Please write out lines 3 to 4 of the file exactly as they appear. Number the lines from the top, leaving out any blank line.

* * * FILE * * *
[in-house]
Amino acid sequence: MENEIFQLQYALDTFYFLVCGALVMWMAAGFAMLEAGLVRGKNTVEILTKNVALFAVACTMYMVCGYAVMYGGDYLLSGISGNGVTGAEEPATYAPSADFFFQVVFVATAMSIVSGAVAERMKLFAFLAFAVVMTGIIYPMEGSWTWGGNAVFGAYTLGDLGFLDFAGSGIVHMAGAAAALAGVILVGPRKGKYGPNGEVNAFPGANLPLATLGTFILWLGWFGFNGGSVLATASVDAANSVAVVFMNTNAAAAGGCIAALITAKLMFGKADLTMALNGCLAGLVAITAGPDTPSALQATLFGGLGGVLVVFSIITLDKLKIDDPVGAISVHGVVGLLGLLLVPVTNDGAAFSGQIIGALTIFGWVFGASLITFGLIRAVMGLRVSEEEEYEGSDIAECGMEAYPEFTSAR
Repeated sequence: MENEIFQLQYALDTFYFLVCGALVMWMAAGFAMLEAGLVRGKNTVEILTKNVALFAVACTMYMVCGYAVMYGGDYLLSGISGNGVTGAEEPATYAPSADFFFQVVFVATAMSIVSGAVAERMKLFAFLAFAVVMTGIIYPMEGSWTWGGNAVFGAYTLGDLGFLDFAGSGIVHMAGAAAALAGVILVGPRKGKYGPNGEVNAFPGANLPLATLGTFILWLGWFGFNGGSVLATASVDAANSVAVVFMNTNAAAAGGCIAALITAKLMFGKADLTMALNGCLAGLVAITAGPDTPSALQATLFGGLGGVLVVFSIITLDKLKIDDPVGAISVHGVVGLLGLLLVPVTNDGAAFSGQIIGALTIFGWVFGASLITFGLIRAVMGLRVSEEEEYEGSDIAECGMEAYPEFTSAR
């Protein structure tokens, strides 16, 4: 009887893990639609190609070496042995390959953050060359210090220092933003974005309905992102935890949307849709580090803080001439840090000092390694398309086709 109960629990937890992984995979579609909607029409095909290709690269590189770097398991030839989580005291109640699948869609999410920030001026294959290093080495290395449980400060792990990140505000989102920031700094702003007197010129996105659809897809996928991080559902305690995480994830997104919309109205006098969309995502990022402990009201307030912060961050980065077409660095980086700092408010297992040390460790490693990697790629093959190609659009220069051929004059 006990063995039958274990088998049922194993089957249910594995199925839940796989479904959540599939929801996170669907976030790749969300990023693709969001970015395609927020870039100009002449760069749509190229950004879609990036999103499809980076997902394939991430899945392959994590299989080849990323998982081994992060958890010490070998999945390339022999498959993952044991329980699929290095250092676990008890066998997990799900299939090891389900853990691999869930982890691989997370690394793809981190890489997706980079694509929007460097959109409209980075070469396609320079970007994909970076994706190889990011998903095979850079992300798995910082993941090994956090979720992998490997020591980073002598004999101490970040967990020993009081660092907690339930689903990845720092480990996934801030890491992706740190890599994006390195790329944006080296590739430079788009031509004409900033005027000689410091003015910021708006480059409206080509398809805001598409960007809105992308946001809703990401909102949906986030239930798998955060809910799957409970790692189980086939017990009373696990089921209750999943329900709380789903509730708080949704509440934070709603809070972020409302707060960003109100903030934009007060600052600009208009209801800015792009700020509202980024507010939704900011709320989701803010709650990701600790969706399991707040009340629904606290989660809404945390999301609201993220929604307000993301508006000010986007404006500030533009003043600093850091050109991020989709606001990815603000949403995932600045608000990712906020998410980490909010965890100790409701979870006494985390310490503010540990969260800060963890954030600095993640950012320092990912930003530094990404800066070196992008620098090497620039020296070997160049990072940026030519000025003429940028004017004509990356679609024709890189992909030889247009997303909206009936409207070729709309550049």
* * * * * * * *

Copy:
Repeated sequence: MENEIFQLQYALDTFYFLVCGALVMWMAAGFAMLEAGLVRGKNTVEILTKNVALFAVACTMYMVCGYAVMYGGDYLLSGISGNGVTGAEEPATYAPSADFFFQVVFVATAMSIVSGAVAERMKLFAFLAFAVVMTGIIYPMEGSWTWGGNAVFGAYTLGDLGFLDFAGSGIVHMAGAAAALAGVILVGPRKGKYGPNGEVNAFPGANLPLATLGTFILWLGWFGFNGGSVLATASVDAANSVAVVFMNTNAAAAGGCIAALITAKLMFGKADLTMALNGCLAGLVAITAGPDTPSALQATLFGGLGGVLVVFSIITLDKLKIDDPVGAISVHGVVGLLGLLLVPVTNDGAAFSGQIIGALTIFGWVFGASLITFGLIRAVMGLRVSEEEEYEGSDIAECGMEAYPEFTSAR
């Protein structure tokens, strides 16, 4: 009887893990639609190609070496042995390959953050060359210090220092933003974005309905992102935890949307849709580090803080001439840090000092390694398309086709 109960629990937890992984995979579609909607029409095909290709690269590189770097398991030839989580005291109640699948869609999410920030001026294959290093080495290395449980400060792990990140505000989102920031700094702003007197010129996105659809897809996928991080559902305690995480994830997104919309109205006098969309995502990022402990009201307030912060961050980065077409660095980086700092408010297992040390460790490693990697790629093959190609659009220069051929004059 006990063995039958274990088998049922194993089957249910594995199925839940796989479904959540599939929801996170669907976030790749969300990023693709969001970015395609927020870039100009002449760069749509190229950004879609990036999103499809980076997902394939991430899945392959994590299989080849990323998982081994992060958890010490070998999945390339022999498959993952044991329980699929290095250092676990008890066998997990799900299939090891389900853990691999869930982890691989997370690394793809981190890489997706980079694509929007460097959109409209980075070469396609320079970007994909970076994706190889990011998903095979850079992300798995910082993941090994956090979720992998490997020591980073002598004999101490970040967990020993009081660092907690339930689903990845720092480990996934801030890491992706740190890599994006390195790329944006080296590739430079788009031509004409900033005027000689410091003015910021708006480059409206080509398809805001598409960007809105992308946001809703990401909102949906986030239930798998955060809910799957409970790692189980086939017990009373696990089921209750999943329900709380789903509730708080949704509440934070709603809070972020409302707060960003109100903030934009007060600052600009208009209801800015792009700020509202980024507010939704900011709320989701803010709650990701600790969706399991707040009340629904606290989660809404945390999301609201993220929604307000993301508006000010986007404006500030533009003043600093850091050109991020989709606001990815603000949403995932600045608000990712906020998410980490909010965890100790409701979870006494985390310490503010540990969260800060963890954030600095993640950012320092990912930003530094990404800066070196992008620098090497620039020296070997160049990072940026030519000025003429940028004017004509990356679609024709890189992909030889247009997303909206009936409207070729709309550049």